The First Few Drops (1985​-​1989) [Revised Edition]

by The Whisky Priests

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Ned Ludd
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Ned Ludd Been a fave of mine for nearly a quarter of a century - a classic Ep from Durham's finest, life in Durham writ large! Favorite track: The Hard Men ['No Chance' 12" EP 1988].
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    Contains bonus (hidden) track 'The Colliery' [1st (Unused) 7" Single Mix 1987]

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Compilation album of all The Whisky Priests early (pre-debut album 'Nee Gud Luck') official releases. This revised edition, in chronological order from 1986-1989, features the band's first ever studio recording 'Danny's Hard Life' (recorded in December 1985, after playing only 2 gigs, for a local various artists compilation album of Durham City bands called 'Twelve Go Mad In Durham'), their 1987 debut 7" single 'The Colliery' (1000 copies on Teesbeat Records), two 1988 12" EP's 'No Chance' & 'Grandfatha's Fatha' (1500 copies each on the band's newly formed Whippet Records), rounded off with an early version of 'Shut Doon The Waggon Works (originally released in 1989 on a various artists double album called 'Volnitza', exclusively featuring bands who had performed at the '1 in 12 Club' in Bradford, England).

From CD liner notes to 1994 Reissue Version:

Together, the two of us formed The Whisky Priests in August 1985, after our final year at Gilesgate Comprehensive School in Durham, playing our first gig on 4th October 1985 at Fowlers Yard, Durham City.

Our mutual interest in music and our native North East England formed the initial basic template for our ideas and, in the years since, we have had to battle against a variety of set-backs just to keep that basic idea alive and kicking. Constant line-up changes have led to over thirty different members along the way, which has made things far from easy for us, plus we make no secret of the endless recording and publishing agreement disputes and the overall music media and industry apathy towards our cause. This has only made us more determined in the pursuance of our vision to its ultimate conclusion, through good times or bad, for better or worse. Perhaps one of the largest obstacles we have had to overcome has been the fact that we have been somehow forced into the position of achieving our goals almost totally unaided. It would have seemed inconceivable at the start that all these years down the line we would be running the band as a self-managed, self-financed, self-motivated and self-contained business, making all our own decisions as well as running our own fan club and mailing list, plus much more. And yet, here we are! And in spite of everything, we firmly believe we have got to this stage with our integrity and self-esteem intact.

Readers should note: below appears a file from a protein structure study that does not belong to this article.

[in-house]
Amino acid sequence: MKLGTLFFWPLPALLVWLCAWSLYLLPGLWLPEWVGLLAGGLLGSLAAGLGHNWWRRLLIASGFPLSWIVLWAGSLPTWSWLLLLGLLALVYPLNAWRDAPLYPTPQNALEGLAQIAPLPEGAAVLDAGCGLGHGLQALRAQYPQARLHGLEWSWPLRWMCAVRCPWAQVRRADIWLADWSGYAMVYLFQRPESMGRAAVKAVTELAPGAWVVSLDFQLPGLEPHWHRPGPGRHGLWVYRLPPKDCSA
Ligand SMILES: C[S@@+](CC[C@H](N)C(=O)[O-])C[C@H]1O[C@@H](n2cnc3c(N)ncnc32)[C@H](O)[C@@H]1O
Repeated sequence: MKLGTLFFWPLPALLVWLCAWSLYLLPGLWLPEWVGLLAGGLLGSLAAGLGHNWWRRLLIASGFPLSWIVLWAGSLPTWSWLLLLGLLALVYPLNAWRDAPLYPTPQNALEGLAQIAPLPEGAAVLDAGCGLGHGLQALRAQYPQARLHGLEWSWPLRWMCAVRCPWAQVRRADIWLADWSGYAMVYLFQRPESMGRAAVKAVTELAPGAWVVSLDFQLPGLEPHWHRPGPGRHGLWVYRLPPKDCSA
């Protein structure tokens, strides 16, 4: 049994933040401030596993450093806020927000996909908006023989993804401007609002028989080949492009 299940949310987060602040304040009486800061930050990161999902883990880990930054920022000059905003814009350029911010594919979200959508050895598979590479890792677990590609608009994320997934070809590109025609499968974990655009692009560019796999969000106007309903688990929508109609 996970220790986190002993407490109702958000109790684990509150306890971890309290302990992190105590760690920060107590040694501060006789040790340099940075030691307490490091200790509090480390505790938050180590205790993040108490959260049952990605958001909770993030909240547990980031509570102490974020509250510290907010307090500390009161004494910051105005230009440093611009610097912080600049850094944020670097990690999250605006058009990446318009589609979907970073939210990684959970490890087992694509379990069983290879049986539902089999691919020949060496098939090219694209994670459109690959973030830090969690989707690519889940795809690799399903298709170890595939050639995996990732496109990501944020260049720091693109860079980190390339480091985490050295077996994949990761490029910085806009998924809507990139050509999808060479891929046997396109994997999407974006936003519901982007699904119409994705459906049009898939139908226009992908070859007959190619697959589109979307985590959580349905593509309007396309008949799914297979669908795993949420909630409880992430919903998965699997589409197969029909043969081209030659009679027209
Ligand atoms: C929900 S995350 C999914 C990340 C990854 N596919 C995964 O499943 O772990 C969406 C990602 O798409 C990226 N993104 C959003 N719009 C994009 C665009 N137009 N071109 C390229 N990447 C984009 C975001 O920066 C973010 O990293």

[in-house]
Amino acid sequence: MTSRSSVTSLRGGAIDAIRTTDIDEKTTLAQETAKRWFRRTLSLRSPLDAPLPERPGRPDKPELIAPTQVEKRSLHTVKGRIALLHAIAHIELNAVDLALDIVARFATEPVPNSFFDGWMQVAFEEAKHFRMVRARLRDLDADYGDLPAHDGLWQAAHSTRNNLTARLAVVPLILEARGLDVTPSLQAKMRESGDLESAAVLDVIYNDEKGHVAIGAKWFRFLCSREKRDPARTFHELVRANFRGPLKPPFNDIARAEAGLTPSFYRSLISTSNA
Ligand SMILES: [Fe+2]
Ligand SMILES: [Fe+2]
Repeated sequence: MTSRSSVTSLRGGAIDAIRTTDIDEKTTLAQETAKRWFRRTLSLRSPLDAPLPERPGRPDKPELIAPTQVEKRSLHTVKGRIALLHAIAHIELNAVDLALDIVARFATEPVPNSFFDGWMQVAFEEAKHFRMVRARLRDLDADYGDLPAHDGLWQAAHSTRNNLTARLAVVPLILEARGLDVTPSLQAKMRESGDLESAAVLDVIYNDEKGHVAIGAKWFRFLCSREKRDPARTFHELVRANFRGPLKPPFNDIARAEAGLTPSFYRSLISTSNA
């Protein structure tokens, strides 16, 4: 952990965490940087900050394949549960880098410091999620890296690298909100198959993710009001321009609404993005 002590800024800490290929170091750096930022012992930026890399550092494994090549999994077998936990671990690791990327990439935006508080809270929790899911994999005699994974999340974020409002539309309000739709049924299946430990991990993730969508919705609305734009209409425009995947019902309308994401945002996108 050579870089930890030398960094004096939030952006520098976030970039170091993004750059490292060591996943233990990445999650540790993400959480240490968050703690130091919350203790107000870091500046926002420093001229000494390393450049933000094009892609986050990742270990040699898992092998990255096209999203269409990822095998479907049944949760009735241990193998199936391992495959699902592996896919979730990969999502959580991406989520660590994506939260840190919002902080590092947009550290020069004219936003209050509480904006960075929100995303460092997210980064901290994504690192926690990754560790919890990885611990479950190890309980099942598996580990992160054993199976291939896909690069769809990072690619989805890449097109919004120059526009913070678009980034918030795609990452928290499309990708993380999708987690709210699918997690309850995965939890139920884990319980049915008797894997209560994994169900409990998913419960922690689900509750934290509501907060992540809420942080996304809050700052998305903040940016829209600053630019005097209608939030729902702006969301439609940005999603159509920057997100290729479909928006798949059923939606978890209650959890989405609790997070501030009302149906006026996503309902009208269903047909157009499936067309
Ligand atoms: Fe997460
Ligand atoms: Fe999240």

Now that our four-year term with Celtic Music is finally at an end and ownership of all our own material has reverted back to us, we are proud to be able to reissue our first three albums on our own Whippet Records label, in special new editions, with repackaged booklets and bonus tracks.
We have always prided ourselves in our independence, as well as the special relationship we seem to share with our following. It is difficult to imagine that we could have reached this far without the enthusiasm and sheer loyalty of those who have stuck with us through it all and helped drive us on through all the difficult times. You have left us with many truly wonderful memories and experiences - long may they continue!
This special reissue is dedicated to you…

Thinking back now to the very early days of the band, recollections are somewhat hazy, although we do carry some fond memories of this time.
Early line-ups of the band consisted almost entirely of old school friends including, from the very beginning, Michael Stephenson and, later, Bill Bulmer, who had initially been the band’s ‘manager, roadie and confidant, before he replaced banjo player Mark Kelly. The four of us had been in the same year at school together and for a long time had been very close friends. Sticks, a few years older than the rest of us, turned up one night at a drummer-less gig at the Queen’s Head, Gilesgate, Durham (Whisky Priests gigs without a drummer had been common in the early days!) and offered his services during the two set interval as, he informed us, his drumkit was stored only a few doors away from the venue at his parents’ house. We tactfully turned down his offer to drum for us that night, with the promise of a full audition at a booked rehearsal a few days later, which he came along to, passed with flying colours, and was welcomed into the fold.

The line-up of the band on these recordings, although not the original line-up, was the first really solid line-up we ever had. These were, in a way, the band’s ‘halcyon days’. Full professionalism was still a few years away and there was a lot of naivety, freshness and youthful energy in our approach as well as a great spirit. Although aspirations tended to be limited to having a good time together, enjoying a basic camaraderie, we felt, even at this early stage, that The Whisky Priests had great potential and underneath this there was always a driving force and a belief in what we were doing.